… [T]his Court cannot determine that the directive by the Archdiocese to terminate Payne-Elliott was made by the highest authority in the ecclesiastical body of Cathedral or of the Roman Catholic Church.“

The court also questioned whether the case involved an ecclesiastical controversy at all:

… [A] letter from the President and Chairman of the Board of Cathedral elaborates as to ”What is at stake?” Therein, Cathedral states: ”Furthermore, Cathedral would lose its 501(c)(3) status thus rendering Cathedral unable to operate as nonprofit school.” This rational for firing Payne-Elliott is important,… If Payne-Elliott was terminated by Cathedral for an economic benefit to Cathedral at the direction of the Archdiocese, then that is different matter than Catholic doctrine.

The court also refused to accept several other grounds for dismissal put forward by the Archdiocese.  Indiana Lawyer reports on the decision.

You can learn more about this issue here.

Nativity Scene On Indiana County Building Property Held Unconstitutional

This is from religionclause.blogspot.com which you can find here:

In Woodring v. Jackson County, Indiana, (SD IN, April 30, 2020), an Indiana federal district court held that the Establishment Clause is violated by a nativity scene displayed on the lawn of an historical courthouse that now houses county offices. The court first concluded that plaintiff has standing to sue:

Her injury is the direct contact she must endure with a display that she alleges violates the Establishment Clause in the course of exercising her rights as a citizen of Jackson County.

Moving to the merits of the claim, the court said in part:

Here … the Nativity scene is not on its own. It is accompanied by two other arguably secular symbols of Christmas: Santa Claus and a group of Christmas carolers….

Nevertheless, two facts persuade the Court that this Nativity scene would give a reasonable observer the impression that the government is endorsing a religion. The first of those facts is the geography of the display…. Santa and the carolers are placed to the far side of the display, away from the more centralized Nativity display, which straddles the sidewalk subdividing the lawn…. The crèche is the vast majority of the display … making it appear much larger than the solitary Santa figure…. The carolers have been placed in the back of the display, lessening the attention they would draw from an observer….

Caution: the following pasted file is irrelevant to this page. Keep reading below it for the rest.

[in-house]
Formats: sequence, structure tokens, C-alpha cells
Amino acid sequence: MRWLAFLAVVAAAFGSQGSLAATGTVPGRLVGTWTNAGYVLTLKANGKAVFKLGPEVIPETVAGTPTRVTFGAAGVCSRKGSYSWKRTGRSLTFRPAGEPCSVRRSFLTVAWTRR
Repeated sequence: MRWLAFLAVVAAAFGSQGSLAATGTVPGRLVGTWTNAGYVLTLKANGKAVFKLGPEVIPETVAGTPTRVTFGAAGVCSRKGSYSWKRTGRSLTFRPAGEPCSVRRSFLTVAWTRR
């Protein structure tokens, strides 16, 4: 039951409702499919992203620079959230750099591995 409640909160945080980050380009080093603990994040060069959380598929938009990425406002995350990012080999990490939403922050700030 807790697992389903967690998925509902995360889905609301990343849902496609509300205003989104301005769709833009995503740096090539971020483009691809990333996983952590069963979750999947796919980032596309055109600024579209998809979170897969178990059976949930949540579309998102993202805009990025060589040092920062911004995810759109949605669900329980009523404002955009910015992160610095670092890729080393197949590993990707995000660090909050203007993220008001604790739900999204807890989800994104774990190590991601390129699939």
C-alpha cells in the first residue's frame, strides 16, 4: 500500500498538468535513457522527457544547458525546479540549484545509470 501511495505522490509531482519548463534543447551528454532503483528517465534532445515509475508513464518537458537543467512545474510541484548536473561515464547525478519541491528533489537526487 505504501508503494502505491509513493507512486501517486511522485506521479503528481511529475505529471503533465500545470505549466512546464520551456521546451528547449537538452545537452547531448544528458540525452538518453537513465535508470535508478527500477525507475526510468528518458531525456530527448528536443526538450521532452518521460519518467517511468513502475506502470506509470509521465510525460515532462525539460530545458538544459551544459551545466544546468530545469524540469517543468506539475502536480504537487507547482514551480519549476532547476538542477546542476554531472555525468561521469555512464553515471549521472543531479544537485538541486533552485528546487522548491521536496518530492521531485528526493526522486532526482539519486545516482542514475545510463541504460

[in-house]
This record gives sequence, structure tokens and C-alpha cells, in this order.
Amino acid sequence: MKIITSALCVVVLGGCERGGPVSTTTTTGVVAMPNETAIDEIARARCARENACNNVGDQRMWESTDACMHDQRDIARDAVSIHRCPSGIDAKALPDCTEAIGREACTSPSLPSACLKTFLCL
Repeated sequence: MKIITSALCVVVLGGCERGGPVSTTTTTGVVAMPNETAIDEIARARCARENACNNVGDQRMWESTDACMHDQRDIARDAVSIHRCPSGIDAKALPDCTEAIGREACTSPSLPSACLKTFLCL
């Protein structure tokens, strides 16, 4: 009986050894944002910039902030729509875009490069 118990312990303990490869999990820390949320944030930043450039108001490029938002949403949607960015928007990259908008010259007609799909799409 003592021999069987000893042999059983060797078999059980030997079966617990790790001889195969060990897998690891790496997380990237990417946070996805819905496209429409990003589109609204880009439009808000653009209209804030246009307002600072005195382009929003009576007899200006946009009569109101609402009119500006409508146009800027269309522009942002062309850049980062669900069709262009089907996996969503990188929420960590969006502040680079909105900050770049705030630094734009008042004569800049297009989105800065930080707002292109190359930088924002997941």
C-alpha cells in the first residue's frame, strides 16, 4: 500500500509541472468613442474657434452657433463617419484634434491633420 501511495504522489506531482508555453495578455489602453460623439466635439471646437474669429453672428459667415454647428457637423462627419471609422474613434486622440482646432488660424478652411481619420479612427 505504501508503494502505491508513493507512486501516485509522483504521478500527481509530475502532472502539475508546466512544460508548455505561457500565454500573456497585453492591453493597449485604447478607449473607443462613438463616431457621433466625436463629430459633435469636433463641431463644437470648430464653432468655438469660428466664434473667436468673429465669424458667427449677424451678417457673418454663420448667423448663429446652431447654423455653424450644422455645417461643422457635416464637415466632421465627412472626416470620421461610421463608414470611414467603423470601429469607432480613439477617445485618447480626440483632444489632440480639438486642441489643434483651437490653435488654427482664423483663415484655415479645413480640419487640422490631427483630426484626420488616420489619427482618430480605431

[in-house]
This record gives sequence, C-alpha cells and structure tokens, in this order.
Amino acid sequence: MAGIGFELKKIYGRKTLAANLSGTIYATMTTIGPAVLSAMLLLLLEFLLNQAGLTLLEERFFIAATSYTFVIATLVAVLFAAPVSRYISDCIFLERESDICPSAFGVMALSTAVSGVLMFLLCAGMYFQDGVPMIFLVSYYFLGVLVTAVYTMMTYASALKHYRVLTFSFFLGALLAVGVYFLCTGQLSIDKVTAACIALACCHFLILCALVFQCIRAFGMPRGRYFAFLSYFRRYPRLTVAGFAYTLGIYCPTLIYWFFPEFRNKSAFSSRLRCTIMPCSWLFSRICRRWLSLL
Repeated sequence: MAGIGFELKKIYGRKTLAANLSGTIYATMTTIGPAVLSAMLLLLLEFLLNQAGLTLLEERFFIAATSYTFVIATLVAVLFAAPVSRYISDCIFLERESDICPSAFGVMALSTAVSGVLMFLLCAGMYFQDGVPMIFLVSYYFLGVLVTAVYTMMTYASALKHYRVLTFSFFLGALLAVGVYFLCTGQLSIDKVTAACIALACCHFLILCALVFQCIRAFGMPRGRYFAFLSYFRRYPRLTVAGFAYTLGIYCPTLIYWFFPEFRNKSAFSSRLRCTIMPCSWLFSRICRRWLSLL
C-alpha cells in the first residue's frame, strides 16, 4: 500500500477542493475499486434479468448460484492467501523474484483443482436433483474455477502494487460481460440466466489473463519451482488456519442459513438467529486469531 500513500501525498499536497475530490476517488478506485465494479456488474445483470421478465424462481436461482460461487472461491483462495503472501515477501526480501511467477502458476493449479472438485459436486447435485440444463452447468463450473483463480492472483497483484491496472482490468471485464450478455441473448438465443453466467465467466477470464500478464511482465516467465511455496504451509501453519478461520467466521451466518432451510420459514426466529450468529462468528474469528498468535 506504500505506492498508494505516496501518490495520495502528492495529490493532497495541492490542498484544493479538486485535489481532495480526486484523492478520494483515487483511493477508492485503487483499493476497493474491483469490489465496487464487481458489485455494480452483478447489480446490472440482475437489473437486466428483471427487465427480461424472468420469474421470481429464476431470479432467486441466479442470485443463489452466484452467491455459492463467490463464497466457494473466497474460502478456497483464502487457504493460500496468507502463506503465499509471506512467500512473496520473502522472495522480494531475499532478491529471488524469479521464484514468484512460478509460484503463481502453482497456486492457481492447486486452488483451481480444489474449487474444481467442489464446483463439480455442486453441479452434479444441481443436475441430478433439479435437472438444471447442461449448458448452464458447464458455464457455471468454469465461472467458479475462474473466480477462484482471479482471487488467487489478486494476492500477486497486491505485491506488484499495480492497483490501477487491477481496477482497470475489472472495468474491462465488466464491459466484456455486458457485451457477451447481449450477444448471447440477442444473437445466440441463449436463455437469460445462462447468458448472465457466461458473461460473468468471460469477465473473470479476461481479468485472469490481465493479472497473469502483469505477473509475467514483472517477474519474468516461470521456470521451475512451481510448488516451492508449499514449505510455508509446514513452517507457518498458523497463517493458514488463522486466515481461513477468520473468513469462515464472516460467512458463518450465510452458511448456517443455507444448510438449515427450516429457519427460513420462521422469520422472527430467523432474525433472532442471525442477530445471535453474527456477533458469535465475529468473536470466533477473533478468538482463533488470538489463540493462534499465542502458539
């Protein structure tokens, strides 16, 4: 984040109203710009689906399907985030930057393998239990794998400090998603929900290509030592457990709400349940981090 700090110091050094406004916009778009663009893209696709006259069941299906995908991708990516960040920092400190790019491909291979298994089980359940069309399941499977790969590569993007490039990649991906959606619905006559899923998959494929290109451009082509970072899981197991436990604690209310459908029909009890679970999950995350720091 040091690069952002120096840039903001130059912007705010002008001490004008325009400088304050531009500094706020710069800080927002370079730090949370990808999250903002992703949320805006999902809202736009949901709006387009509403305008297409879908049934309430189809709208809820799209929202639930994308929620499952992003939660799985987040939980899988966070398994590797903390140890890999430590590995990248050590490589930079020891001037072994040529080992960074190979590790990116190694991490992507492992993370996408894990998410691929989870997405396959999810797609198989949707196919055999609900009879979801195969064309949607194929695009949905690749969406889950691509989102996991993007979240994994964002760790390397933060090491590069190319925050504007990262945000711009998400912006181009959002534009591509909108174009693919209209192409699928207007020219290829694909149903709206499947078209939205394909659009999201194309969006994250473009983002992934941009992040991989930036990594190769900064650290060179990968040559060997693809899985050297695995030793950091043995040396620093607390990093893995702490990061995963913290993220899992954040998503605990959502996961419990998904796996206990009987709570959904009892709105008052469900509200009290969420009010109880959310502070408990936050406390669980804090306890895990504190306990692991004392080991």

The second fact that convinces the Court that the Nativity scene would give the impression of a religious endorsement is the scene’s history. For many years, it was only a Nativity scene, with no secular elements at all….But in 2018, in response to a letter from the Freedom from Religion Foundation questioning the display’s constitutionality, the President of the County Commissioners …physically moved Santa Claus and his sleigh and reindeer and the carolers to a place nearer the crèche…. The addition of less prominent secular symbols at the fringes of the display is not enough to counteract the impression a reasonable observer would have gotten from seeing the Nativity display placed on the lawn of the Courthouse for nearly 20 years. The Court has no doubt that a sufficient balancing between secular and nonsecular elements could bring this display into harmony with the First Amendment despite its history, but that balancing has not occurred here. Thus, the display fails the endorsement test.

You can learn more about this issue here.

Negligent Violation of Inmate’s Religious Dietary Needs Did Not Violate 1st Amendment

This is from religionclause.blogspot.com which you can find here:

In Mbonyunkiza v. Beasley, (8th Cir., April 24, 2020), the U.S. 8th Circuit Court of Appeals held:

absent evidence that an underlying prison regulation or policy violates the Free Exercise Clause, evidence that a correction official negligently failed to comply with an inmate’s sincerely held religious dietary beliefs does not establish a Free Exercise Clause claim under §1983.

In the case, a Muslim inmate claimed that four times in 257 days, prison kitchen staff served him meals containing pork products. In rejecting plaintiff’s claim, the court said in part:

[T]he Supreme Court’s cases, and all the Eighth Circuit Free Exercise decisions our research has uncovered, have involved claims alleging that a statute, or a regulation or policy implementing a statute, unconstitutionally prohibited a sincerely held religious belief or otherwise unduly burdened the free exercise of religion.

By contrast, in this case NCF’s food policies affirmatively accommodate the beliefs of inmates who do not eat pork for religious reasons. Mbonyunkiza does not challenge those policies. Rather, his Supplemental Complaint asserts that defendants are liable in damages because they did not properly implement those policies on certain occasions.